NSC-Derived Antibody Proves a Selective NSC Marker

Vignesh Subramanian ’24 Neural stem cells (NSCs) are multipotent cells capable of differentiating into the major types of mature cells in the central nervous system (CNS) – neurons and glia – and giving rise to unlimited generations of those cells. Alongside progenitor cells, which are descended from NSCs and differentiate into specific target cells, NSCs are critical in advancing neurogenesis, the development of neurons from … Continue reading NSC-Derived Antibody Proves a Selective NSC Marker

Labeling High-ranking ADHD Genes for Future Diagnosis and Treatment

Yukta Kulkarni ’22 Attention deficit hyperactivity disorder (ADHD) is a common disorder prevalent in both children and adults with symptoms such as inattention, hyperactivity, and impulsiveness. The identification of certain genes associated with ADHD can improve both the understanding of the neural mechanisms that transpire and the ability to accurately diagnose and treat people with ADHD. By researching and integrating data from various research publications, … Continue reading Labeling High-ranking ADHD Genes for Future Diagnosis and Treatment

The Future of Synthetic Biology

Aditi Kaveti ‘23 Natural genetic processes can lose their function over long-term evolution if that function requires too many resources to continue throughout generations. Scientists have been studying evolutionary reversibility, which is the ability to regain a lost function, in order to repair natural systems that have lost such valuable evolutionary processes. To this end in the field of synthetic biology, researchers employ and manipulate … Continue reading The Future of Synthetic Biology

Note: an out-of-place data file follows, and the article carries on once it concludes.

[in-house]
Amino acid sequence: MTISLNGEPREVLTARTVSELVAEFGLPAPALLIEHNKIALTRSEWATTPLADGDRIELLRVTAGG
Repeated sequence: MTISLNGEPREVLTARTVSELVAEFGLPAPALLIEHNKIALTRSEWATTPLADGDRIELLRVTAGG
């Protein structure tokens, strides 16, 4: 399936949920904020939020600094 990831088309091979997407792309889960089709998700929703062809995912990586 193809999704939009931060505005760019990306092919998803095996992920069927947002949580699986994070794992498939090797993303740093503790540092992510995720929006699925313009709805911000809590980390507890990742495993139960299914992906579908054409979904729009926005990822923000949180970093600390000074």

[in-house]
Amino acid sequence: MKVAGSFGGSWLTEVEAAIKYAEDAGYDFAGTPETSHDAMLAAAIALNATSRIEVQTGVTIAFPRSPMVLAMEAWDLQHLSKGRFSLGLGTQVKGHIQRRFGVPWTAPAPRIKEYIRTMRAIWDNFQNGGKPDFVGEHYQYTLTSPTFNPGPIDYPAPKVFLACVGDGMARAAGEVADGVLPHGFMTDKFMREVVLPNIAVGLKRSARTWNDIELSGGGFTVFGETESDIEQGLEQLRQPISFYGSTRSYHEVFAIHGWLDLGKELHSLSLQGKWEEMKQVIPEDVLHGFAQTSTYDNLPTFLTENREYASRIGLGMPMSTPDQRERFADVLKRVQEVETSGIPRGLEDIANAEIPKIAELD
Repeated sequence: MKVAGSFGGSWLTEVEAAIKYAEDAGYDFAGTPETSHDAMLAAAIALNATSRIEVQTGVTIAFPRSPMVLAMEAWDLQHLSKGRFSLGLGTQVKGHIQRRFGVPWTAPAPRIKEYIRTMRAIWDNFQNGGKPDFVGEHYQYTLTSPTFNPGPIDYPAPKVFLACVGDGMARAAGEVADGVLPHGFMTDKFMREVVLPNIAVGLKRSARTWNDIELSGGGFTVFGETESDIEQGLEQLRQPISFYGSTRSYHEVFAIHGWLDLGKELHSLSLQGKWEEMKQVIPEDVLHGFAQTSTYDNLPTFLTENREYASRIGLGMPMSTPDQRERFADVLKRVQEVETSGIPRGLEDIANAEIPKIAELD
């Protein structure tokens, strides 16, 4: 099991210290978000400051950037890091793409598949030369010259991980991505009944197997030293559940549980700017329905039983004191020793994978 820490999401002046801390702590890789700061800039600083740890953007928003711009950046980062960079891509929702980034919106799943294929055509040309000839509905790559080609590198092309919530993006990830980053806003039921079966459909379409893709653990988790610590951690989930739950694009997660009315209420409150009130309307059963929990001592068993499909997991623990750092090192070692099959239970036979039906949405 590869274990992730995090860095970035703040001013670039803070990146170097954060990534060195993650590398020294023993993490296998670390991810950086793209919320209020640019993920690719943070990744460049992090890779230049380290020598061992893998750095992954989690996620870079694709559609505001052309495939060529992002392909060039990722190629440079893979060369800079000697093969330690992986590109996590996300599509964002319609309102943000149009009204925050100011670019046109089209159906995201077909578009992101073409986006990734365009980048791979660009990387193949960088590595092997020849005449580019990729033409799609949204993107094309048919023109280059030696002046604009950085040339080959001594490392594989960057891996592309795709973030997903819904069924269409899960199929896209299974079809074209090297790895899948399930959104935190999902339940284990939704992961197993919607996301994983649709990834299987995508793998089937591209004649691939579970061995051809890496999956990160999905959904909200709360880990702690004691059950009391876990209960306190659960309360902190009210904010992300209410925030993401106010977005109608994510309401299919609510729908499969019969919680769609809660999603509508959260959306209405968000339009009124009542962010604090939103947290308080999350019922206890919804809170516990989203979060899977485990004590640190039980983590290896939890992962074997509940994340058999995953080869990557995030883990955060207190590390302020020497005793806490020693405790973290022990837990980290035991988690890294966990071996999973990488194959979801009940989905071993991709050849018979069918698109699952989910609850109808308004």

Neuroanatomical Variation in Dogs

Panayiota Siskos ’23 The selective breeding of dogs by humans has led to variation in the brain across different breeds. Selectively breeding dogs for traits and abilities has been a recent occurrence  in evolution, and genetic research shows behavioral variation is heritable. Behavioral specializations depend on neural specializations, and strong selection pressure exhibits that brain differences between dog breeds correlate with differences in behavior. Selection … Continue reading Neuroanatomical Variation in Dogs

The EMS Project

Wendy Wu ’22 Microbial life is usually associated with bacteria and archaea, often overlooking the existence of protists, eukaryotic microbes. Recent research has shown protists to play vital roles in their environment, especially in driving marine biogeochemical cycles and food webs. The ocean, which spans 70% of Earth’s surface, is home to a variety of microbial life. Despite this fact, there is a lack of … Continue reading The EMS Project

Live Imaging of Cell Cycle State in Metazoa

Gaurav Sharma ’22 An important part of development of any organism is differential regulation of the cell cycle since it leads to cell specification and differentiation. The cell cycle states and their coordination are already well-studied, but the mechanistic connection between the cell cycle and differentiated cell behavior is still to be determined. The challenge is finding a reliable live cell imaging tool that can … Continue reading Live Imaging of Cell Cycle State in Metazoa

Activating the Enzyme of Youth